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If $a_n>0$ and $\sum a_n$ diverges, what can be said about $\displaystyle \sum \frac{a_n}{1+na_n}$?

I cannot prove that it is convergent or divergent. I think it is convergent for some examples and also divergent for some. I proved that this is divergent when $\displaystyle a_n=\frac{1}{n}$. Can anyone give me an example for which the series is convergent?

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Hint: if $\sup na_n=M<+\infty$ then $\sum \frac{a_n}{1+na_n}\geq \sum a_n/(1+M)=+\infty$. If $na_n\to \infty$ then the denominator $1+na_n\leq 2na_n$, so $$\sum\frac{a_n}{1+na_n}\geq \sum \frac{a_n}{2na_n}...$$

Thus for a sequence $a_n$ such that $\sum a_n=+\infty$ but $\sum \frac{a_n}{1+na_n}<+\infty$, the limit $\lim na_n$ does not exist. A counterexample is: $$a_n=1 \text{ if } n \text{ is a power of } 2,\qquad a_n=1/2^n \text{ otherwise}. $$ Let $A:=\{n: n \text{ is power of }2\}$, $B:=\mathbb{N}\backslash A$. Clearly both sets are infinite, hence $\sum a_n=+\infty$. But $$\sum \frac{a_n}{1+na_n} = \sum_A \frac{a_n}{1+na_n}+\sum_B \frac{a_n}{1+na_n},$$ and $$\sum_B \frac{a_n}{1+na_n}=\sum_B \frac{2^{-n}}{1+n2^{-n}}<+\infty.$$ $$\sum_A \frac{a_n}{1+na_n} = \sum_{\{n \text{ is power of }2\}} \frac{1}{1+n}= \sum_{k=1}^{+\infty} \frac{1}{1+2^k}<+\infty. $$ Thus $\sum \frac{a_n}{1+na_n}$ converges.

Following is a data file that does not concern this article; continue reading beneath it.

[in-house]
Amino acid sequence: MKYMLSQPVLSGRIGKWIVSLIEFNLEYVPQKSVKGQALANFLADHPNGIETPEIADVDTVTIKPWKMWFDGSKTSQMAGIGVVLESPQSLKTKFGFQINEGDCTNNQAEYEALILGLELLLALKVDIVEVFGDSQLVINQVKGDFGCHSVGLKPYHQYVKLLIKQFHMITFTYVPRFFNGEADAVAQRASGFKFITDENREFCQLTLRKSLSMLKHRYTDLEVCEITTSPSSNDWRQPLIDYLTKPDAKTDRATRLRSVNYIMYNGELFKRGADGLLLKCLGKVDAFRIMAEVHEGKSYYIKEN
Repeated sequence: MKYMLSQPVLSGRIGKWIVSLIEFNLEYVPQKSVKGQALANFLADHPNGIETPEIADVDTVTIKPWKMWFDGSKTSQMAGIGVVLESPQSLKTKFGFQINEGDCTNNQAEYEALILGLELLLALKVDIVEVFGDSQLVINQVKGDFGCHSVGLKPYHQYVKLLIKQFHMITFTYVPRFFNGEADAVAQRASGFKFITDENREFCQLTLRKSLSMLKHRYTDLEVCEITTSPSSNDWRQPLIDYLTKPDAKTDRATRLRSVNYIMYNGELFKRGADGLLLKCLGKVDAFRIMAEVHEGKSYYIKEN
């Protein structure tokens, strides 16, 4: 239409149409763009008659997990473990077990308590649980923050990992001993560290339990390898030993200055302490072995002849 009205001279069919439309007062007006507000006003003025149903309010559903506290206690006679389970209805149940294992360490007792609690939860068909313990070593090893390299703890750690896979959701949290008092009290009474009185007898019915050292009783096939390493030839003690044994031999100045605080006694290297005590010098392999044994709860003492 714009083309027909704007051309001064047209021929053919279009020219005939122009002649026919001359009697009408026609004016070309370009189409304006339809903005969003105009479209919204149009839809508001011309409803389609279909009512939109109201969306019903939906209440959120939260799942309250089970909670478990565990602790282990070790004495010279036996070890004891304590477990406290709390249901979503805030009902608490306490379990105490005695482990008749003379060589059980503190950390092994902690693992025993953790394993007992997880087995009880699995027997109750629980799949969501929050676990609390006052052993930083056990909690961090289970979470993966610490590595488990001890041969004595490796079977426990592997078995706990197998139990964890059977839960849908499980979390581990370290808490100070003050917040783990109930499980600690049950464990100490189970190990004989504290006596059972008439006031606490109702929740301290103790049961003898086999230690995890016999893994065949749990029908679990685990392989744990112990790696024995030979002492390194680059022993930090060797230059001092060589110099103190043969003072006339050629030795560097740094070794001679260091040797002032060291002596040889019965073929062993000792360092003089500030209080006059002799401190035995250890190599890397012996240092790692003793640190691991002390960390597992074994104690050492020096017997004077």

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  • $\begingroup$ How do you say that $na_n$ has a supremum? $\endgroup$
    – user184652
    Oct 22, 2014 at 0:46
  • $\begingroup$ I do the 2 cases, $na_n$ bounded and $na_n\to+\infty$. Both give divergence. Note there is still something to complete, since these 2 cases are not exhaustive. $\endgroup$
    – Milly
    Oct 22, 2014 at 0:47
  • $\begingroup$ The answer is actually you can find convergency. Hint may have been misleading, sorry for that (actually it was to say "for counterexamples \lim na_n should not exist"). See edits. $\endgroup$
    – Milly
    Oct 22, 2014 at 1:25

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